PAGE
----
4. 4. trade unions gradually consolidated their membership and power base throughout the 19thcentury. Various legislative developments also allowed trade unions the right to organizeworkers and engage in industrial action. The economic context throughout this time was alsofavorable to the development of trade unionism. Owing to the pace of industrialization and theexistence of substantial colonial markets for UK industry, the 19th century and early 20thcentury were characterized by extensive economic growth. This economic climate facilitated thedevelopment of a system in which some of the fruits of economic development could bedesignated for collectively bargained wage increases. In terms of the role of the law, collectivebargaining was far more important than the influence of legal regulation. For employers andtrade unions, the role of statute law was to support and extend collective bargaining rather thanto comprehensively regulate the system. Notably, the law provided trade unions with a series of„immunities‟ from UK common law.Historically, Australia‟s employment relations system can be traced back to the period of theSecond World War when manpower shortages and the demands of the war effort required thesmooth assimilation of a large number of women into the workforce, many in very non –traditional roles (Cochrane, 1985)2. Politically, the Australian system is heavily indebted to theBritish system. According to (Shelton, 1995), “recent changes in the international economicstanding of Australia have created an „economic crisis‟ mentality, that is having a last impact onbusiness and politics in this country, as the government in the late 1980s, recognized theimportance of human resource management in its effort to restructure industry and promote amore productive business environment”.Economically,(Shelton, 1995) noted that, the international economy has changed in recent timesespecially since the 1980s; the Australian governments have changed their strategies on how thedomestic economy should respond to international developments. Australian economicdevelopment has always been strongly affected by its place in the international politicaleconomy.2Shelton, D. (1995). Human Resources in Australia. In L. F. Moore, & J. P. Devereaux, Human Resource Management on the Pacific Rim: Institutions, Practices, & Attitudes (pp. 31-35). New York: Walter de Gruyter. 2CagiMerelita2011001230HRM 603Tri 1, 2013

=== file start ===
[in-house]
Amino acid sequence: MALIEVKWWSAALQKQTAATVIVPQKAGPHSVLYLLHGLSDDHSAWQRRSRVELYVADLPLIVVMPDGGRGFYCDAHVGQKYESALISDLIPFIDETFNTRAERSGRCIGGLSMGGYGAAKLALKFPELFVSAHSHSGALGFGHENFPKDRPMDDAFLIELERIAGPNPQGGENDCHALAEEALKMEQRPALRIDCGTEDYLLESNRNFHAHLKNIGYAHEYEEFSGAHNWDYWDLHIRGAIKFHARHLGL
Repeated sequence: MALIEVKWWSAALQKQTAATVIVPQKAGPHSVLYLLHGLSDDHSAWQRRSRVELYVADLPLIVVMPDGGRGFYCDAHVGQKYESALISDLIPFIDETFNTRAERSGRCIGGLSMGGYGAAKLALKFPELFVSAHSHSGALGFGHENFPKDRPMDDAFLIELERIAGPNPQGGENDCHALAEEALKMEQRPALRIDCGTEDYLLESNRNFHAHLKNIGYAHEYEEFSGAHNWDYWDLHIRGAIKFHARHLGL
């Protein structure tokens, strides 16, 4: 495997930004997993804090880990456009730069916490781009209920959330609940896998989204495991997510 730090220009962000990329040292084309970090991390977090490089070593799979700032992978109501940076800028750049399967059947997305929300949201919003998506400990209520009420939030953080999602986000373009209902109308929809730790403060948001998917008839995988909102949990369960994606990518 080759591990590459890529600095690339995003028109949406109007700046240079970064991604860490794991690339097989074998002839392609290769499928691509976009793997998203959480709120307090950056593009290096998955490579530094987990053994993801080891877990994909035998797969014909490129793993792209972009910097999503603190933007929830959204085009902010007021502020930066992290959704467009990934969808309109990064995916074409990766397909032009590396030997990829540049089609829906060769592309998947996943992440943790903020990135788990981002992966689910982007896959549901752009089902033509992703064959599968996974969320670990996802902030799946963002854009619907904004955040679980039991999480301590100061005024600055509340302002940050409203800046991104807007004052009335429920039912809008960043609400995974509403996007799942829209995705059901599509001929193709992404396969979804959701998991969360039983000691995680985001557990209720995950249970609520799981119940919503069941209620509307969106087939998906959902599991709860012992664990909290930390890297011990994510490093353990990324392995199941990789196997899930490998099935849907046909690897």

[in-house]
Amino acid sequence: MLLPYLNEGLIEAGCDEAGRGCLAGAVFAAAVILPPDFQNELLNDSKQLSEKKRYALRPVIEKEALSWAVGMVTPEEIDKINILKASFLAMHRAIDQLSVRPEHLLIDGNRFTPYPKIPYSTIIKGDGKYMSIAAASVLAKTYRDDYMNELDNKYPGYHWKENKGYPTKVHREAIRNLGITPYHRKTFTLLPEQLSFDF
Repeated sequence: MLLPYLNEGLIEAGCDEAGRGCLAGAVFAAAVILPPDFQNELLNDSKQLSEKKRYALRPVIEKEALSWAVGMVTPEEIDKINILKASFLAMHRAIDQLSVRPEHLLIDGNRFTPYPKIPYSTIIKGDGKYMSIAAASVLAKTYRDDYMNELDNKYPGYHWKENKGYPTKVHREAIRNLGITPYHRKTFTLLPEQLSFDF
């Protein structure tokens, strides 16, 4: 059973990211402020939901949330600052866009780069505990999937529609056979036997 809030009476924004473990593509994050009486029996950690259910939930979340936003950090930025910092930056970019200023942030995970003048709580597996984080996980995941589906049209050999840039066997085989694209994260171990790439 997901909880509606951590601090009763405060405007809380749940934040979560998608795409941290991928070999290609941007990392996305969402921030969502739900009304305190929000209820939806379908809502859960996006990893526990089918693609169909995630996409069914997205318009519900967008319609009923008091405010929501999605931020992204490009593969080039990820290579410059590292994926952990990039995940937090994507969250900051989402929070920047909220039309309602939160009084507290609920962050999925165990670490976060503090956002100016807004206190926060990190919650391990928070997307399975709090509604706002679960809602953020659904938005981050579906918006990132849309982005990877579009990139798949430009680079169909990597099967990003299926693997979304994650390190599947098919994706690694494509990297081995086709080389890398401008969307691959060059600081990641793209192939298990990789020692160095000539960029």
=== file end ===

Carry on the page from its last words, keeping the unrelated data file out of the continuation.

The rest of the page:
5. 5. (Shelton, 1995) further noted that the “Australian economy during the nineteenth century, wasvery open to international force, however, their economy remains highly dependent on its miningand agriculture industries, despite these industries employing a mere 5% of the total workforce,and has generally experienced strong economic growth from the 1980s to 2007, with theexception of a sharp downturn in 1990 – 91”.When compared to the background of Australia, United States of America, human resourcemanagement according to (Devereaux & Moore, 1995), “is at the turn of this century appears tobe in a state of transition, whether viewed by human resource specialists or industrial relationstheorists”. This is supported by (Sagoa, 2013) , who noted thatthe persistence of economicpressure that first challenged American industry in the 1970s continues to reshape US industrialrelations, with an effort to maintain their competitiveness, US firms have developed panoply ofstrategies ranging from confrontation and labor control to collaboration and employeeempowerment. Furthermore, globalization of markets, rapid technological changes, shorterproduct – life cycles and shifts in consumer preferences have increased the pressures on USfirms.According to (Devereaux & Moore, 1995), the “modern employment relationship in the USbegan in the mid – 1800s with the advent of the mechanized factory, which required theavailability of more unskilled and skilled labor on a longer term, reliable basis (Chandler, 1962;Dobbin, 1992; Jacoby, 1985)”.(Schneider & Stepp, 2006)noted that “employee involvement was first promoted in the late1960s and 1970s as an antidote to growing disaffection with the industrial workplace”.Moreover, (Kaufman, 2006) added that, “…..after the field‟s early ideas were adopted as publicpolicy and workers secured some protections at work – through laws and unions-difficulties anddifferences emerged”.Therefore, this assignment will compare and contrasts the main features ofEmployment/Industrial relations between Great Britain, US and Australia, with usage ofexamples. 3CagiMerelita2011001230HRM 603Tri 1, 2013